Recording a course recently with ClassicalU.com about education as a whole life endeavor was enriching, encouraging, and renewing. May it be so and more for all who watch it. This work involved a couple of weeks of travel as a family, and it was all wonderfully beautiful and gracefully amazing. I truly thank God for it all.
A day or two ago Pharoah, my 11 year old, who is full of light and wonder, asked if he could have a BB gun. Regrettably, without missing a beat I said, “Absolutely not,” a little too forcefully.
I saw the surprise in his face. He asked, “Why not?” I knew his question was really about the tone of my response and not my no. Conscientiously trying not to dim his light too much, I said, “Because we live in a city and you wouldn’t have the opportunity to use it how you imagine.” Because his imagination has been encouraged and supported to have no bounds, to be free, I knew my frail attempt to pacify him made no sense.
I saw the puzzlement in his face. I said, “Well Pharoah, because we live in a city you wouldn’t be able to hunt or even shoot it on a regular basis.” He persisted in his search for clarity with the grimaces of his bright quizzical face. Feeling somewhat frustrated and trapped by these grimaces of his bright quizzical face, I blurted out, “Someone may mistake your BB gun for a real gun.” I intentionally said someone and not the police because it could be anyone who could mistake my child’s toy with my child being a danger. He incredulously responded with his face and words by saying, “But BB guns have blue tips and do not even look real.”
In downtown Hoboken, NJ on a random street corner on the way to fulfill my children’s desire to visit Carlo’s Bakery, one of the TV shows we viewed together as a family, I narrated the tale of Tamir Rice. To the children whom I carefully and intentionally nurture, whom I shelter as healthily as I can within the reality of the world in which we live, I told the tale of how a 12 year old boy was shot at a playground by a policeman who said he mistook the toy gun for a real gun after a two second assessment. I let the children know with the tone of my voice that the unspoken incident lived within my imagination with the reality of a present and real danger for my own male child.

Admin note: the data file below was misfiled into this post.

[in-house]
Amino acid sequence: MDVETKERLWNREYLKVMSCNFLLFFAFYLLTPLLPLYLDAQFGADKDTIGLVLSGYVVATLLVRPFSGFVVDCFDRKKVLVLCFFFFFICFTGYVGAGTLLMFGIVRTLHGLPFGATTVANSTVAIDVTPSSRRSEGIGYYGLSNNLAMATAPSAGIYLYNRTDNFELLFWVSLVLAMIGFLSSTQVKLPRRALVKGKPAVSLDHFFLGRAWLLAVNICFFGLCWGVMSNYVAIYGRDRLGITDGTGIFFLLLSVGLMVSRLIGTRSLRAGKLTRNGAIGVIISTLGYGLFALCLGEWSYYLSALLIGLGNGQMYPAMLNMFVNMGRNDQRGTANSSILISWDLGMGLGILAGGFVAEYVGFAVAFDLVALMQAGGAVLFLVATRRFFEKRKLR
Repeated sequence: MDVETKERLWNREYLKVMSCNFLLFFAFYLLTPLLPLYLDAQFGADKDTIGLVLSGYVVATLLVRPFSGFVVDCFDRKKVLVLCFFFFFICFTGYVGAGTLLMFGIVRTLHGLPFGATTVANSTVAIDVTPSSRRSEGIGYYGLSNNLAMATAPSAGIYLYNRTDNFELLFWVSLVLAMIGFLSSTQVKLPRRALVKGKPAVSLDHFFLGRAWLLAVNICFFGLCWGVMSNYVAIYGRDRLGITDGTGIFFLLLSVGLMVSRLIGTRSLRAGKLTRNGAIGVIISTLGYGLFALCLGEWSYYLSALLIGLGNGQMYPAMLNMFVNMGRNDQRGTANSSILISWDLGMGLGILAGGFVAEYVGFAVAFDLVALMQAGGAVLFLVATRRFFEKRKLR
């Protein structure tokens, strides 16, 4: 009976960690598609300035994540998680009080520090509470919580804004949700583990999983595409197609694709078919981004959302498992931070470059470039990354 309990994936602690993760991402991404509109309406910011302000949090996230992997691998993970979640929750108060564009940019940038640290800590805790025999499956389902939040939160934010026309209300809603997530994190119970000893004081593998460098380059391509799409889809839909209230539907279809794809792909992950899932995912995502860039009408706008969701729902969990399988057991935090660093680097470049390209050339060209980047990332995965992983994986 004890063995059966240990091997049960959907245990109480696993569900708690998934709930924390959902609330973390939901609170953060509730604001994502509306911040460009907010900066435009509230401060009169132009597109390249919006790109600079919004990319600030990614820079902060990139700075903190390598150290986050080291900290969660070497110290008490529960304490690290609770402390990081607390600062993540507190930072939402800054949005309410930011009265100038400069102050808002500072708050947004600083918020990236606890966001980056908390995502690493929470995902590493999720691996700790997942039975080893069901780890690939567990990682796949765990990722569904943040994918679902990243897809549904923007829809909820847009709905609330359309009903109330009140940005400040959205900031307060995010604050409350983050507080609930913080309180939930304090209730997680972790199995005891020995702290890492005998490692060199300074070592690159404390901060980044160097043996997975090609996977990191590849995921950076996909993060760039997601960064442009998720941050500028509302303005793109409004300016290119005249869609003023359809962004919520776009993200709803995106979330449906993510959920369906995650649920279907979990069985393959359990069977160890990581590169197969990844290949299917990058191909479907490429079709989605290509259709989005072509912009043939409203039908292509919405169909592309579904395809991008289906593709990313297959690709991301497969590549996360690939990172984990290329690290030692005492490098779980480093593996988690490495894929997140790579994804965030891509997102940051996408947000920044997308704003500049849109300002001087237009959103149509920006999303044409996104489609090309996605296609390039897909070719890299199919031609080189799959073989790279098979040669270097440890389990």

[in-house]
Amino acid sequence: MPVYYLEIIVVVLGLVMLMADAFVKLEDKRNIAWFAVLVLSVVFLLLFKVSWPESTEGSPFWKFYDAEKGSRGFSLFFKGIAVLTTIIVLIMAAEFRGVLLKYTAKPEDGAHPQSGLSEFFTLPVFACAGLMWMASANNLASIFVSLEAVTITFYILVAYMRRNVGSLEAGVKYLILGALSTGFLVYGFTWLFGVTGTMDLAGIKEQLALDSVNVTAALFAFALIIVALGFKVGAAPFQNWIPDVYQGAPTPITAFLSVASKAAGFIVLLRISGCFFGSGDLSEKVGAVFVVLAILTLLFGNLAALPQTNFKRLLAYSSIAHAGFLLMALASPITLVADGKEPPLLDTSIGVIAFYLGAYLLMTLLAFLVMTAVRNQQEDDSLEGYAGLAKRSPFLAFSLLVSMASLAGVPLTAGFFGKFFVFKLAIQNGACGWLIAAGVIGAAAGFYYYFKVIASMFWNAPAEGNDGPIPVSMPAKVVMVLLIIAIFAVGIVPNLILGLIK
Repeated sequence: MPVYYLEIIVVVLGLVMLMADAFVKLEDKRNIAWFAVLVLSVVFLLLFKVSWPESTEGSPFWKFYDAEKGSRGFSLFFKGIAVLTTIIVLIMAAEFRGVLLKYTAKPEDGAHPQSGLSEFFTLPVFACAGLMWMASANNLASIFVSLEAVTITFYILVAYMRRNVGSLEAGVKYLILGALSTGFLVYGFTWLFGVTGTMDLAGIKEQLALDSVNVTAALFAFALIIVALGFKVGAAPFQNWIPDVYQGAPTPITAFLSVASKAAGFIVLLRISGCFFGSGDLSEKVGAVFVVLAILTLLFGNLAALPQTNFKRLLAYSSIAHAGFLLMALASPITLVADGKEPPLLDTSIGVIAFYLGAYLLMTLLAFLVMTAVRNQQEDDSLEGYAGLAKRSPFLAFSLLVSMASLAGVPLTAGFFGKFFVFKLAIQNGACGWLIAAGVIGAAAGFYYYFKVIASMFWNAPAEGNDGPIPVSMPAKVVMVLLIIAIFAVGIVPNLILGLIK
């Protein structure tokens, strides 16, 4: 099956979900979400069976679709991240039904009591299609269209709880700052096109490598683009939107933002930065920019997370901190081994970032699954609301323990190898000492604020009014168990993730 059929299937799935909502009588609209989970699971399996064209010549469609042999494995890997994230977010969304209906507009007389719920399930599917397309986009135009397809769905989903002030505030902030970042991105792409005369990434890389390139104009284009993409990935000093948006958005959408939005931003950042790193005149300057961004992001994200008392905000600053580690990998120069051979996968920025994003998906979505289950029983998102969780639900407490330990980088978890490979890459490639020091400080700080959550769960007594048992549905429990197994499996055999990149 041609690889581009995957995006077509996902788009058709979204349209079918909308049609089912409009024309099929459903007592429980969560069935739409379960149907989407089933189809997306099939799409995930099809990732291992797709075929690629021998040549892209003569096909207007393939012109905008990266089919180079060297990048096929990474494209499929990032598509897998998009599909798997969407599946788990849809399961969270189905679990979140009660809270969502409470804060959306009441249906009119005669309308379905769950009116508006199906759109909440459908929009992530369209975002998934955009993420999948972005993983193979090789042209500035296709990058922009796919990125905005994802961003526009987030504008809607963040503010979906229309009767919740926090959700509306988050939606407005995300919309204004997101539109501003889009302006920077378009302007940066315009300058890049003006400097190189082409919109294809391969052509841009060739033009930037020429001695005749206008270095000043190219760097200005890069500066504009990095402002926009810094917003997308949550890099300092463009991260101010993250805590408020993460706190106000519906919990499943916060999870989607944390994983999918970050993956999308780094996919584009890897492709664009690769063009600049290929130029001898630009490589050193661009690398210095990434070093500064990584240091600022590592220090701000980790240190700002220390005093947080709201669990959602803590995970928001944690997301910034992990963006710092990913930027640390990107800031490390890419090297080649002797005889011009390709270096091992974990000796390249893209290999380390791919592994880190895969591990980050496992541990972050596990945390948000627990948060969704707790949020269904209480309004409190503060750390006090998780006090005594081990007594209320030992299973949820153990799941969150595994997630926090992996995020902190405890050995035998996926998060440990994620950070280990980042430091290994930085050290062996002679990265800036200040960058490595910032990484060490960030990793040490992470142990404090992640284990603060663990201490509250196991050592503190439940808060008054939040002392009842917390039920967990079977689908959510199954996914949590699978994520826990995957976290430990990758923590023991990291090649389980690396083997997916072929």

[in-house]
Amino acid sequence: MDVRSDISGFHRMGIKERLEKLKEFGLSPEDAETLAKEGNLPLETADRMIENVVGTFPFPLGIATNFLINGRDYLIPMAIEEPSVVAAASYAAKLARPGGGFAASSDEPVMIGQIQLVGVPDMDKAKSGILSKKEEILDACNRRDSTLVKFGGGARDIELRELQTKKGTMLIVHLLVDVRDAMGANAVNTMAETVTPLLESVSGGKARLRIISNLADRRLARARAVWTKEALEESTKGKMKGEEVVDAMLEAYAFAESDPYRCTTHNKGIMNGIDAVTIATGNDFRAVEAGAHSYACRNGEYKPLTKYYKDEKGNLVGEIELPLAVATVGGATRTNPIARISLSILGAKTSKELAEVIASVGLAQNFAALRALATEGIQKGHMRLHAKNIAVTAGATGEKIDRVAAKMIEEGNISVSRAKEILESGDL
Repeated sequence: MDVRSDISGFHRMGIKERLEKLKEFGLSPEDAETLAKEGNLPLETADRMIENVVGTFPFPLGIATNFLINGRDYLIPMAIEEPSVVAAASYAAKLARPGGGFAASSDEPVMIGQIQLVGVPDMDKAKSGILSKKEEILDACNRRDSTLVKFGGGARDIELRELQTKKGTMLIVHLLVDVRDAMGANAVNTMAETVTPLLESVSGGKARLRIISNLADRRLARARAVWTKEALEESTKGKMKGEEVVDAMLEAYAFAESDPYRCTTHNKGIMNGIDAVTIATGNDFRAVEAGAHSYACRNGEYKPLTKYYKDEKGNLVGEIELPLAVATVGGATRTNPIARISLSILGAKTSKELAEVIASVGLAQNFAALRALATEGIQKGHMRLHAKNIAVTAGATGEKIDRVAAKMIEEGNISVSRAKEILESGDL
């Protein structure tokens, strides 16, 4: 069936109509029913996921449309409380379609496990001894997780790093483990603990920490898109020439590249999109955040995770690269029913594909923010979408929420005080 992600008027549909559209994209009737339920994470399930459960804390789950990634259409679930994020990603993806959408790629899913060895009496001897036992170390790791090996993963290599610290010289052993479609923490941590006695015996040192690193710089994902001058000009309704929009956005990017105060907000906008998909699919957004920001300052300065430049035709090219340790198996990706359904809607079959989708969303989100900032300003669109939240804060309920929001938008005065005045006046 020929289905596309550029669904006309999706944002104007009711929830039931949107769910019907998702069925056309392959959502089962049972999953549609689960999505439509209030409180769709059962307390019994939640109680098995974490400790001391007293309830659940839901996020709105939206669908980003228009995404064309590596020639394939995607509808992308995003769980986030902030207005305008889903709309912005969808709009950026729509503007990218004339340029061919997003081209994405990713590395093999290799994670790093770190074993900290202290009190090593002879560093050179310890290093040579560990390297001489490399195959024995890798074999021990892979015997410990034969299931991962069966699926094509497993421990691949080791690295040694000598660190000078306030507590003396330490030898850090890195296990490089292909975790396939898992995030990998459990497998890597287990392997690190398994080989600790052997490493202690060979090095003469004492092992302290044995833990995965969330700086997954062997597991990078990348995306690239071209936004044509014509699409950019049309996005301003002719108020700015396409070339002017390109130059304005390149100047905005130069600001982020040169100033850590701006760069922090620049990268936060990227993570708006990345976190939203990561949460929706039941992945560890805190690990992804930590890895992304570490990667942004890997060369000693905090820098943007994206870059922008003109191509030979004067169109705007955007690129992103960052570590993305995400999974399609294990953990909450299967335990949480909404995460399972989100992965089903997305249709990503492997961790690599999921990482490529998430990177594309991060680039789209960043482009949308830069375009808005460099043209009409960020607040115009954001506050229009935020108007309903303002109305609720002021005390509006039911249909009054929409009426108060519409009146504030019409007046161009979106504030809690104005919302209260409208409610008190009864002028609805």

The education I am trying to pass on, the learning I am trying to nurture, the living I am trying to form within my children is deeply rooted in a Christian and biblical anthropology—that of a revelatory created order embedded in nature, purpose, and destiny. I believe we can know God, ourselves through our relationship with God, and thus know our purpose and ultimate end. So my thoughts, ideas, and practice of mothering and home education are lofty and aimed towards eternity, yet as people who live in this particular, place, and time, I have to center my thoughts, ideas, and practice in the temporal reality in which we live, while also guided by the eternal reality. This can mean for my family and me (as well as the many who live within the same temporal reality we find ourselves in) that we are raising, shaping, forming, nurturing, teaching, loving children—especially our boys—within and with a tinge of a bitter temporal reality while we also encourage them as much as possible to imagine, wonder, and ponder.
Author Danielle Bennette Dukes (B.S., Early Childhood Education, Florida A & M University) has homeschooled her six children from birth and is a native New Orleanian. She is married to her college sweetheart, Dion Dukes. She is a co-founder and former board member of Nyansa Classical Community and a graduate of Circe Institute’s Apprenticeship program. She guides and directs her children and families of all backgrounds to integrate their faith and knowledge to cultivate Christian culture.
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